I’ve been trying to write this post for what seems like forever, but have been so busy working / coughing / cursing my tonsils / wiping bottoms / turning thirty / watching back-to-back episodes of Fringe that I just haven’t had the time. A few spare hours yesterday evening meant that I was finally able to sit down with the laptop, and type up my review of the best craft book that’s come into my sticky little hands for quite a while.
Let me just start by saying that this book is utterly immense, and I’m a little bit in love with it. This is a craft book with a difference – almost every crafty tome I’ve ever read has a pretty straightforward layout of two parts; a series of techniques and instructions followed by a section full of step-by-step projects. There’s not usually an awful lot to just sit and read, and while beautiful photography is obviously an essential part of any craft manual, I always feel like they’re missing…. something. Material World breaks the mould completely, and ticks every box on my list of requirements for the ‘perfect craft book’.
The one thing that makes Material World unique is that it’s absolutely stuffed with fifteen completely different crafts – most books are written to celebrate one individual technique, be it crochet or cross stitch, but Perri Lewis has taken fifteen of her favourites, and made them accessible to everyone. From paper-cutting to leatherwork, there’s a little something for everyone, and more importantly, nothing is overly complicated – instructions are written simply and concisely, and what’s even more useful is that there is an indicator of how easy and how long each project will take. Personally, I’ve lost count of how many times I’ve sat down with a new project, only to find that actually, I’ll need three months rather than three hours to complete it. At the end of each project, you’ll find a page or so of ‘extras’ – further inspirational ideas on how to take your newly learned technique forward and use it around your home or wardrobe.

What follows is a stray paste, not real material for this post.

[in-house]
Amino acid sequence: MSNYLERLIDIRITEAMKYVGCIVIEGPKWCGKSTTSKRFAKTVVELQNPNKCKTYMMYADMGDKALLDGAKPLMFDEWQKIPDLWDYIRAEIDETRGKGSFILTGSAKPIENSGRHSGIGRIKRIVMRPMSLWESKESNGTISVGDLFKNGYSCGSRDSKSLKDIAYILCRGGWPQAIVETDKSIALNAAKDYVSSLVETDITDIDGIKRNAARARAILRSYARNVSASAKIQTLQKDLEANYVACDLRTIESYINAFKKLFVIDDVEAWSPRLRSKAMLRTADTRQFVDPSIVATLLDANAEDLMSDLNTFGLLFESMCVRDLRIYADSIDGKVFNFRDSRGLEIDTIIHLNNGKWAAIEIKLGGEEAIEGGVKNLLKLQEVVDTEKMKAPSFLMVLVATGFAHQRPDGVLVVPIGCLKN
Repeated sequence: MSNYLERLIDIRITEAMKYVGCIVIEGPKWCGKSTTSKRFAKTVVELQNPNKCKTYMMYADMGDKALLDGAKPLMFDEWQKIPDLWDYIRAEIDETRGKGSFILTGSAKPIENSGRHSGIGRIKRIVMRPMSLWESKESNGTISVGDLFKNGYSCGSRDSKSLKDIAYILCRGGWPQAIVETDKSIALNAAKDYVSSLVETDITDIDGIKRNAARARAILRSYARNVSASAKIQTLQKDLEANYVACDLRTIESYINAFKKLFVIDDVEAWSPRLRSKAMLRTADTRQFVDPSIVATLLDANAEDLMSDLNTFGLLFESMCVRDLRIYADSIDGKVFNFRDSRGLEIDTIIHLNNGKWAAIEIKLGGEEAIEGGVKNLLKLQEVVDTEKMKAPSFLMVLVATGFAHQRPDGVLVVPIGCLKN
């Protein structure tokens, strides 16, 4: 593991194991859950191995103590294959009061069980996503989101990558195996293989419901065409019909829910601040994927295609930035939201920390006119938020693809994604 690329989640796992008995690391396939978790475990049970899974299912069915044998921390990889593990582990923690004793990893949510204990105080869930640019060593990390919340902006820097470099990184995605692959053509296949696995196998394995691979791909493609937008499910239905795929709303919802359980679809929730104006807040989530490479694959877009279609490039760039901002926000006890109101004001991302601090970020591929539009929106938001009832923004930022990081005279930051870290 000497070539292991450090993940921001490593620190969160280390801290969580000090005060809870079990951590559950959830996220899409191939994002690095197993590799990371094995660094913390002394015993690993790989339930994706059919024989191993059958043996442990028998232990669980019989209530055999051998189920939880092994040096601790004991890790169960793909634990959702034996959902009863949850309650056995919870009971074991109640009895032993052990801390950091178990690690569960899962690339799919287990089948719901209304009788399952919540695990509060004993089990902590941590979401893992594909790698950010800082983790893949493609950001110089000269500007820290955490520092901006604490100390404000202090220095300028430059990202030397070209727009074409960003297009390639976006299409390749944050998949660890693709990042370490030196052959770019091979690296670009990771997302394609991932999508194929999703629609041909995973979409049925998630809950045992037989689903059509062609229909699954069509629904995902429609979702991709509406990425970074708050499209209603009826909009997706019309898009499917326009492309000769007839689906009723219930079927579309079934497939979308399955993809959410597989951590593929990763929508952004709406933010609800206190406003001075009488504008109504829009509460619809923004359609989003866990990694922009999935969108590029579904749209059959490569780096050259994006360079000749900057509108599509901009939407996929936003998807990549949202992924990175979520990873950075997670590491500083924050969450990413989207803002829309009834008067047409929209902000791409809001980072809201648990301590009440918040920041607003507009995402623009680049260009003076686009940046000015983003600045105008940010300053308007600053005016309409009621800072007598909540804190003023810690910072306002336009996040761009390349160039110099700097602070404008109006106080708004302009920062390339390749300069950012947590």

One of my favourite things about Material World was the ‘masterclass’ feature that appears within every project – pages and pages of tips, tricks and interviews from the worlds greatest crafters, from Mr. X Stitch, embroiderer extraordinaire, to Lee May Foster-Wilson, the creator of Bonbi Forest. There’s nothing more inspiring or invaluable than hints from people who are at the top of their game when it comes to crafts, and I went away with a gazillion new blogs and links bookmarked on my laptop.
I mentioned at the beginning of this review, that Material World is so much more than a collection of projects, and this is the crux of what makes it such a great read. Scattered throughout the book are several short pieces of writing on various issues, from how to unlock your creativity to the introduction to craftivisim. I particularly enjoyed the piece on craft being beneficial to mental health and wellbeing, and found myself nodding along in agreement. I first began to crochet after the birth of my eldest child, from the depths of post-natal depression. As he slept, I hooked and stitched; crafting hats and blankets, and weaving the strands of my mind back together until I resembled myself again. To this day, the place I find most relaxation is curled up on the sofa, tea nearby and hook in hand – there’s something about the repetition that calms me, and helps me focus my thoughts.
I love this book. I love absolutely everything about it, and I can honestly say I’ve never felt that way about a craft book before. Perri writes with such enthusiasm and vigour, that it’s impossible not to get caught up in her love affair with crafting and making. The techniques and projects are written in such a way that a complete craft novice wouldn’t be intimidated whatsoever, and I was pretty excited to see the wonderful art of macrame making an appearance – mostly because I’ve been wanting to try it for absolutely AGES. (Outdoors plant hangers, anyone?) In fact, I was so taken with the idea of cross-stitching a hessian bag (seriously, HOW have I not thought of this before?!), that I’ve already started my own stitchy-makeover. Let’s just say, it’s a slow progress….
Disclosure: This isn’t a sponsored post, and I wasn’t paid to write it. I was, however, sent the book to review, which you can purchase from all good book retailers.